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  • John Twohig

    Good post Warren, leaders come in all shapes and sizes. The disc is interesting, if everyone understood their own strengths and weakness’s they would be best placed to direct the orchestra. Equally by understanding their people’s strengths and weakness’s they are best placed to help them play to those strengths. As Lee Iaccoca said when asked the secret of being a good CEO, know were the bodies are and don’t going there.

  • I’m quite familiar with DISC thanks to those bright sparks over at and reckon I’m a S and C mix, but am probably quite close to the center. I’ve used DISC mainly to help me understand my ‘high C’ colleagues – how to manage them best. In addition, it makes me aware of my weaknesses, which i’m trying to chip away at.

  • A high level of self-awareness enables us to become more aware of our environment, including those we work and live with. Profiling often throws up curve balls to really help us understand that all is not as it seems. I used an interesting (and very simple) matrix the other day with a group of fresh entrepreneurs – the Johari Window – many of them had never even wondered what they did not know about themselves, as they assumed they knew all there is to know. Oh boy, did I hear many pennies dropping that day 🙂

    Great post Warren, keep up the great work!

  • Thanks John – understand that DISC measures one’s behavioral preference, and does not speak well to one’s strengths and weaknesses. Strengths and weaknesses, or more accurately talents and non-talents are best measured with an axiological instrument such as the Attributes Index – hmm, another article in the making.

  • Thanks Vetter, BTW, any who want a complimentary DISC I’ll be happy to oblige.

  • Elaine it sure is interesting to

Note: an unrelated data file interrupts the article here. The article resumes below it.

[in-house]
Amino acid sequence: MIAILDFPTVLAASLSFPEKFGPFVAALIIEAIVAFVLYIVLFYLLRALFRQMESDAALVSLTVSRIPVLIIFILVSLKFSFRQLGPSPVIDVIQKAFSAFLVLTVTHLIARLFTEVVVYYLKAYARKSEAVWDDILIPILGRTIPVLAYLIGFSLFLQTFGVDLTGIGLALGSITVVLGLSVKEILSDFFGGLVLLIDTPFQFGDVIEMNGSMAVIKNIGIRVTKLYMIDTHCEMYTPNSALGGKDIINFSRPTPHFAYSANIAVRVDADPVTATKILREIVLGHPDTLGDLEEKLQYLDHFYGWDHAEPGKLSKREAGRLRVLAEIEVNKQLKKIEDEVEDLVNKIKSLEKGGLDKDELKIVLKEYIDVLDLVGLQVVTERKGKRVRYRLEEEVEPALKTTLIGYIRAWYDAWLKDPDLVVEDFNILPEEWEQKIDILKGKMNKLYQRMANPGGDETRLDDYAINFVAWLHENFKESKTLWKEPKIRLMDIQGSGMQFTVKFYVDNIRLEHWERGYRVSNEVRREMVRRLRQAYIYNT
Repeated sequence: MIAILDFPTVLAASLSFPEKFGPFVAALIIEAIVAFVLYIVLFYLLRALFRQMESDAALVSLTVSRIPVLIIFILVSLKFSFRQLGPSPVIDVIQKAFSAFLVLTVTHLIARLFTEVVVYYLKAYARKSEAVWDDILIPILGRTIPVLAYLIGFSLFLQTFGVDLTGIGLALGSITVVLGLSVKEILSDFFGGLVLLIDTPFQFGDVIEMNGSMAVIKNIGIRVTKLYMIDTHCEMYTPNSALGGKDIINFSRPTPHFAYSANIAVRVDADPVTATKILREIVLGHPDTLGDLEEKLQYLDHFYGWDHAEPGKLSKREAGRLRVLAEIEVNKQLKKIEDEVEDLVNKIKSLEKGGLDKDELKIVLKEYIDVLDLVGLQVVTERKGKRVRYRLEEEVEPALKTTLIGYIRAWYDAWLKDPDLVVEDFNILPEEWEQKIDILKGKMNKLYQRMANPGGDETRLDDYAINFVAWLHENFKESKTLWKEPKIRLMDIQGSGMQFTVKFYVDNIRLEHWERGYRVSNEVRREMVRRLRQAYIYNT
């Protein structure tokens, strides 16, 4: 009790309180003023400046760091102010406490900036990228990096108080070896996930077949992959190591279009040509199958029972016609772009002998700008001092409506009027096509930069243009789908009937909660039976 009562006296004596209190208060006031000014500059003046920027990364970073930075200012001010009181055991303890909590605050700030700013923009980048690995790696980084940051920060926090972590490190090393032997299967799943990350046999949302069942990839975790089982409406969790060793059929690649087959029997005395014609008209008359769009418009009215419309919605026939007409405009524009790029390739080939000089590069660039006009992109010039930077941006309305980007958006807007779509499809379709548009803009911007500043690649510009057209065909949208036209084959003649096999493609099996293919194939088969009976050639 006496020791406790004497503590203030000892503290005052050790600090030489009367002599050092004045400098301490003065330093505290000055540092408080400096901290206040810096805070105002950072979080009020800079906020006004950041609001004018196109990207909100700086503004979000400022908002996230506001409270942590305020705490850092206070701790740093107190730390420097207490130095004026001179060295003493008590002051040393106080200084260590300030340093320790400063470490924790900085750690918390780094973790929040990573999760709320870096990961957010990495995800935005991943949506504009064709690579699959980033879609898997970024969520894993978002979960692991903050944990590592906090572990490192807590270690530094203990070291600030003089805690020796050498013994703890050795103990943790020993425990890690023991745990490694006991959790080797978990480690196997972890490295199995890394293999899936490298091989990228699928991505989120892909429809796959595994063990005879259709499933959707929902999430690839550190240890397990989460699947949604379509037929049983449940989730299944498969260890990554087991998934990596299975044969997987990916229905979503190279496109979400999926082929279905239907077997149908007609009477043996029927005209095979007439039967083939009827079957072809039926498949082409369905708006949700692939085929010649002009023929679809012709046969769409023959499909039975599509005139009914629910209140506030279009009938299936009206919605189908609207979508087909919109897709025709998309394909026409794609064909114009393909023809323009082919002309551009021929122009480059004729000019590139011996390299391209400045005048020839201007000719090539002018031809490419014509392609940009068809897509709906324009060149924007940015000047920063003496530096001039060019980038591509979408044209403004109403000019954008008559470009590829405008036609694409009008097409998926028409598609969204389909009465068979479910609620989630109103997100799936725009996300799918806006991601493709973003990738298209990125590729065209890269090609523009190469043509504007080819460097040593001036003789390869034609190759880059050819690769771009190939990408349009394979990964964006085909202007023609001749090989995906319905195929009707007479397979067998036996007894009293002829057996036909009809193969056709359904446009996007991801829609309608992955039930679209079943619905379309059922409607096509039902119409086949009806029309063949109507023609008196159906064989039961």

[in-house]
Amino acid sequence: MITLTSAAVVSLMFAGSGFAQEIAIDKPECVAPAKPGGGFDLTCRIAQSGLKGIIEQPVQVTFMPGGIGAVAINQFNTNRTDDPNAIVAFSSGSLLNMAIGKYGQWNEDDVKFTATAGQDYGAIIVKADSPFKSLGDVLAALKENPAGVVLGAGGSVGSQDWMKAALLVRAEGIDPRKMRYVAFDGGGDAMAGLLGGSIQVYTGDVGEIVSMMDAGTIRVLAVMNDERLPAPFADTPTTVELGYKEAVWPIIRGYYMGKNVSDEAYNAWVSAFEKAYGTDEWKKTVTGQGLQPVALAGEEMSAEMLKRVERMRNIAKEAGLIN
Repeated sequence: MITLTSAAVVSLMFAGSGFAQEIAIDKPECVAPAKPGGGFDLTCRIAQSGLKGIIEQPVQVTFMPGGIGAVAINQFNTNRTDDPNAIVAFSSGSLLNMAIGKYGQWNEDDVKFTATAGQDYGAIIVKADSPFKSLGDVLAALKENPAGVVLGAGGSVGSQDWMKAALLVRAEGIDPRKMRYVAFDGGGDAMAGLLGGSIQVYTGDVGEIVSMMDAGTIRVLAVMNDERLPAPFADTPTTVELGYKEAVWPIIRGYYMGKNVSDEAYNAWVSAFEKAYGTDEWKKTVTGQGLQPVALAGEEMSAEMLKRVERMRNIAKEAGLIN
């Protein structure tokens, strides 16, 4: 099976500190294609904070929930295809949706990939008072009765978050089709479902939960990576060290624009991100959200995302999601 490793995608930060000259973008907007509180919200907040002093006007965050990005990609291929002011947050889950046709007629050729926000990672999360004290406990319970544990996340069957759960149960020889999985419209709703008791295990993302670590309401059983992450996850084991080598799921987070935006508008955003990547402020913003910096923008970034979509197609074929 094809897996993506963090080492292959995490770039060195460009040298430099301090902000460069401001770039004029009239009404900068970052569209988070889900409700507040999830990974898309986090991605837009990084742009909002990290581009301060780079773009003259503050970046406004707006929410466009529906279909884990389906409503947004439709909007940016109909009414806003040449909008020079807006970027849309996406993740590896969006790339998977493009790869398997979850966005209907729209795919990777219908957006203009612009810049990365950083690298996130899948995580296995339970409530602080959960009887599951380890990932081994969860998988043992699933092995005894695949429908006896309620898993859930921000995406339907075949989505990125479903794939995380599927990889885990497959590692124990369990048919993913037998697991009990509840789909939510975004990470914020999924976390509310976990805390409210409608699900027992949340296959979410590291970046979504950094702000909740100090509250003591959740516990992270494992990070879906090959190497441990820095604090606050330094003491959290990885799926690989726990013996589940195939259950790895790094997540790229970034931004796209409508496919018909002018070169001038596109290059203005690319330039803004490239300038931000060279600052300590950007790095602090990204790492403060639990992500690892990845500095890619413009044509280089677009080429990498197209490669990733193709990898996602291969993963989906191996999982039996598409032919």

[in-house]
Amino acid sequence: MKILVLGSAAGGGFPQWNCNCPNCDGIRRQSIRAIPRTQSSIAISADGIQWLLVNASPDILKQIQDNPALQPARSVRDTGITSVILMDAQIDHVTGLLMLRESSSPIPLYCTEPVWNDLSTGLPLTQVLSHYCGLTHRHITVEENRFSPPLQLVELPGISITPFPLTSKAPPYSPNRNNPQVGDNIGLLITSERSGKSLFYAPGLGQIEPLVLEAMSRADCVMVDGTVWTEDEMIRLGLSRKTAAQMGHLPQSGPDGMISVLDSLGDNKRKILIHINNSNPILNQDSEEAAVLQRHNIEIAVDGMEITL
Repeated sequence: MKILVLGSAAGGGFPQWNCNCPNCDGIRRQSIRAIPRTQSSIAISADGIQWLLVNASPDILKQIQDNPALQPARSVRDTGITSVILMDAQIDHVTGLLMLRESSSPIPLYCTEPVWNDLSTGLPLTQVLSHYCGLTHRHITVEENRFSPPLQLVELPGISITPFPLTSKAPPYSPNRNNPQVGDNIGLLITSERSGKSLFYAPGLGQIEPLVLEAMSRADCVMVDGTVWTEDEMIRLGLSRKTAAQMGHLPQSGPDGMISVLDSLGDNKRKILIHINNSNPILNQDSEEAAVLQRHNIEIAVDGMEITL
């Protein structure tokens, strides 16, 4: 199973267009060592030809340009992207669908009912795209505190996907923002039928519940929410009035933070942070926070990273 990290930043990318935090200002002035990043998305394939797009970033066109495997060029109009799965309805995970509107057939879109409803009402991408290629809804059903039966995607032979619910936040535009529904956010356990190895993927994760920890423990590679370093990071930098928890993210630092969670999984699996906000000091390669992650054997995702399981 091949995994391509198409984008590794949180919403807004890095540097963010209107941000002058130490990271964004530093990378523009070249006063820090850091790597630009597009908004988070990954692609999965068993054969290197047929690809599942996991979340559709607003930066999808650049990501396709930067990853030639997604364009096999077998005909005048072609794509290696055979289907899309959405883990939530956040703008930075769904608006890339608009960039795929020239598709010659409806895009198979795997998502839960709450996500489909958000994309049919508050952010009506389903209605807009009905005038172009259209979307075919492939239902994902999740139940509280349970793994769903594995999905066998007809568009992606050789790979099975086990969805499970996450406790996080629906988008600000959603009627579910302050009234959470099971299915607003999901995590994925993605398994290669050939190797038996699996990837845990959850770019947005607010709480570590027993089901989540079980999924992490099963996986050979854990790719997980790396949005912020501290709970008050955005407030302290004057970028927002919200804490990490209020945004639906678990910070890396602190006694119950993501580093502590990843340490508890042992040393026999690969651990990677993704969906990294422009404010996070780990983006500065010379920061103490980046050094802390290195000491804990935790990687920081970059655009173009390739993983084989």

observe each individual’s feedback to their behavioral preferences – and
    to then help them to understand how they can utilize what they now know
    to help them lead and manage better. Thanks.

  • Interesting way to classify leaders. I haven’t seen leadership organized this way. I’ll have to think more about it but my knee-jerk reaction is that people are hard to button down in this way as leaders. I think most leaders have style differences that depend on the situation they’re in, the task that needs to be accomplished and the nature of the person they’re leading.

  • Charles, correct on all 3. The article focuses on how differing behaviors can impact how a leader communicates a given task to the person they are leading. It also helps to understand the behavioral preferences of the person being led. Understanding yourself first helps you to understand how to communicate better to others. Thanks.

  • Great classification of leaders! I believe that in order for us to effectively motivate and inspire our employees, we have to be successful first in motivating and inspiring ourselves. To influence change on them, we have to first influence change in ourselves.